"As long as we keep having this pattern reoccurring for decades and generations, we’re not going to see, really address the difficult issue of the fact that we have one of poorest communities in the country and one of the highest rates of child poverty in the country," said Sally Santangelo, executive director of CNY Fair Housing.

Ryan Delaney / WRVO

A group of Syracuse University students upset with several issues at the school surrounding student support services and administrative transparency ended an 18 day sit-in protest Thursday afternoon with several victories to claim.

A few dozen students, calling themselves THE General Body, began an occupation of Crouse-Hinds Hall, the administrative building on campus, on Nov. 3.

Ryan Delaney / WRVO

The costs and overtime hours are starting to add up for Syracuse University as a student sit-in protest nears the end of its third week.

The university's public safety department has had to station multiple officers in Crouse-Hinds Hall, the school's administration building, around the clock since Nov. 3. They're keeping an eye on the dozen or so students living there as part of a protest against the administration of chancellor Kent Syverud.

WRVO

A gas station owned by the Cayuga Nation along Cayuga Lake is in different hands and back open as a fight over control of nation enterprises continues.

Supporters of Clint Halftown, the man who claims to be the rightful federal representative of the nation, re-took the Union Springs Lakeside Trading post early Monday morning.

The Unity Council, the group that says it's in charge under nation law, reported 75 people overran the store and injured its supporters "peacefully" occupying the building.

mrsmecomber / via Flickr

There are several changes to the Syracuse Airport this fall ahead of the busy travel season, with hopes of increasing passenger numbers and ease of travel.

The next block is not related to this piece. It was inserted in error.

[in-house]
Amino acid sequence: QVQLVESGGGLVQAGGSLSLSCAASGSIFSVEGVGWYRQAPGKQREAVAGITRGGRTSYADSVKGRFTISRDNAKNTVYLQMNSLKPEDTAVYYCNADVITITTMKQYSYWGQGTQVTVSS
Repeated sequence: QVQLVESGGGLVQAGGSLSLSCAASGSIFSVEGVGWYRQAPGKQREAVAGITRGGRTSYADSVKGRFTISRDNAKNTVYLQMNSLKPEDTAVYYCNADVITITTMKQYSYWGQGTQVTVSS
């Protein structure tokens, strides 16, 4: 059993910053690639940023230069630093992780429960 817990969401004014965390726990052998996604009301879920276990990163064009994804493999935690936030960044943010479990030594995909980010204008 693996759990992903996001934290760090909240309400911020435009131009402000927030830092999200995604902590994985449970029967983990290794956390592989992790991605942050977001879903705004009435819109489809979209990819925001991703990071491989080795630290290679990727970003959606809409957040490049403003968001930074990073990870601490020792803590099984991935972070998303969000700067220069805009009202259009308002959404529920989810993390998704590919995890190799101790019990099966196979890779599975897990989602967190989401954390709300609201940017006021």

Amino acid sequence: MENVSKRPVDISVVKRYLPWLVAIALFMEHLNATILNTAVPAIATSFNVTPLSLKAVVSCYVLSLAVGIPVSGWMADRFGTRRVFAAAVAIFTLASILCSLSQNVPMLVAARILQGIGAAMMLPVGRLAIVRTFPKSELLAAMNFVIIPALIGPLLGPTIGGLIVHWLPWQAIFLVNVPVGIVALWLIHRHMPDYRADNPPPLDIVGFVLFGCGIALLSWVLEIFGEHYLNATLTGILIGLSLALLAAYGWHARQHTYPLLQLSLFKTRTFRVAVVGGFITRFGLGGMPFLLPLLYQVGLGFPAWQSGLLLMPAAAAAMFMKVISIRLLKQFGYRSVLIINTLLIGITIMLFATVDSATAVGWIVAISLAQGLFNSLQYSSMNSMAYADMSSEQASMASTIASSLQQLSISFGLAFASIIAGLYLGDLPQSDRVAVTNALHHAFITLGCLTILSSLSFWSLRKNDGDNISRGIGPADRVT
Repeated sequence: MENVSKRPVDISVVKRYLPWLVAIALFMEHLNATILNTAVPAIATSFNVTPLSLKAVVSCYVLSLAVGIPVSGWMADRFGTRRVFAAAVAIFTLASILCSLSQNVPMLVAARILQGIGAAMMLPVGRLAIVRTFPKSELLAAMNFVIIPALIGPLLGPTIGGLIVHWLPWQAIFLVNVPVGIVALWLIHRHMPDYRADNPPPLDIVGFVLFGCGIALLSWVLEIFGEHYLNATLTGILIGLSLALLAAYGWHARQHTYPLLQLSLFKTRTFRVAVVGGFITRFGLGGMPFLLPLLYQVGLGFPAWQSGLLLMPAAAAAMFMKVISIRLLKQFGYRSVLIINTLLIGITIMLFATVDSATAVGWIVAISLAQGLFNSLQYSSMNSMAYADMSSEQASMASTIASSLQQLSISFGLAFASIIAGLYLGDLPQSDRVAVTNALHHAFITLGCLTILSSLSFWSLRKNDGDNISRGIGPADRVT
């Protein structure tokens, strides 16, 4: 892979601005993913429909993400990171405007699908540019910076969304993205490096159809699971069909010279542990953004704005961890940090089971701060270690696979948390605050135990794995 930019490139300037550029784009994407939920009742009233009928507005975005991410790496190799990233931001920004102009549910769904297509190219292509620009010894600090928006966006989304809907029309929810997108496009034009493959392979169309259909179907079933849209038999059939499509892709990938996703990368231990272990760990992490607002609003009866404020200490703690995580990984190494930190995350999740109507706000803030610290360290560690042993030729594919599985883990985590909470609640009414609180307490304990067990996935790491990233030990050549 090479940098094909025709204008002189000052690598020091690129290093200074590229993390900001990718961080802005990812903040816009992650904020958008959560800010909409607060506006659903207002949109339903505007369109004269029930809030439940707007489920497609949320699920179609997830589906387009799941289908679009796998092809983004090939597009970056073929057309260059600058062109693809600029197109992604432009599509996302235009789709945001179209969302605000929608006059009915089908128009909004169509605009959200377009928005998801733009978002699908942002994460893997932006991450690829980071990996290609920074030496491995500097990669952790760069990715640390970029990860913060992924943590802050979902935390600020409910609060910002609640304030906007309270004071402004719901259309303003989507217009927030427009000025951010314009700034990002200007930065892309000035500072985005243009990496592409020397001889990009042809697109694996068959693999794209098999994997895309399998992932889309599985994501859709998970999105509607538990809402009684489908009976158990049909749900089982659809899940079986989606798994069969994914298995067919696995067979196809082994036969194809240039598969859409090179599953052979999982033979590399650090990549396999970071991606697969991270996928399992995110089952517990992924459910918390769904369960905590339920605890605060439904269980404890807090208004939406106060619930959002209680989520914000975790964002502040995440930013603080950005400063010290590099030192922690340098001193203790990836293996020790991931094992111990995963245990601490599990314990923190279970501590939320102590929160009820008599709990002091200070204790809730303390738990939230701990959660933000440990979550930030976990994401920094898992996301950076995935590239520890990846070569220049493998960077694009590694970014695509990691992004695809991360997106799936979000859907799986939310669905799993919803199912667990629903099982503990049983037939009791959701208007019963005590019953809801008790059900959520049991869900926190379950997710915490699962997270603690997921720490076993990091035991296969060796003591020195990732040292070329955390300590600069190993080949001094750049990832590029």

Hancock International Airport made national headlines when it installed sophisticated pod doors to enhance security when passengers left the terminal. Now, it’s one of the last airports to install a full body imaging machine at the TSA checkpoint. It went operational last week.

Ryan Delaney / WRVO

Syracuse University's chancellor says he's issued "the final word" to a large group of student protestors and it's time to move forward, but the students have no intention of moving out the school's administrative building, which they've called home for nearly two weeks.

In a letter to the campus, chancellor Kent Syverud this week gave the student protestors something they've wanted for awhile: a formal apology for the way the university closed a sexual assault advocacy center over the summer.

jpellgen / via Flickr

The University Hill section of Syracuse is home to two colleges, three hospitals and several businesses that support them. It’s also a quarter of Syracuse’s economy.

There's $650 million worth of investment underway on the hill, according to Dave Mankiewitz, president of the University Hill Corporation.

The University Hill Corporation has been advised that Interstate 81 needs to be removed for the neighborhood to thrive. But the group is waiting to weigh in on the project.

Ryan Delaney / WRVO

Triple-digit layoffs have again hit the century-old firearm maker Remington Arms, which employs over a thousand people in the Mohawk Valley.

State Assemblywoman Claudia Tenney confirmed 126 layoffs at the plant yesterday on her Twitter feed. The news was first reported by WKTV in Utica. Calls to the company and a union representative from WRVO were not returned.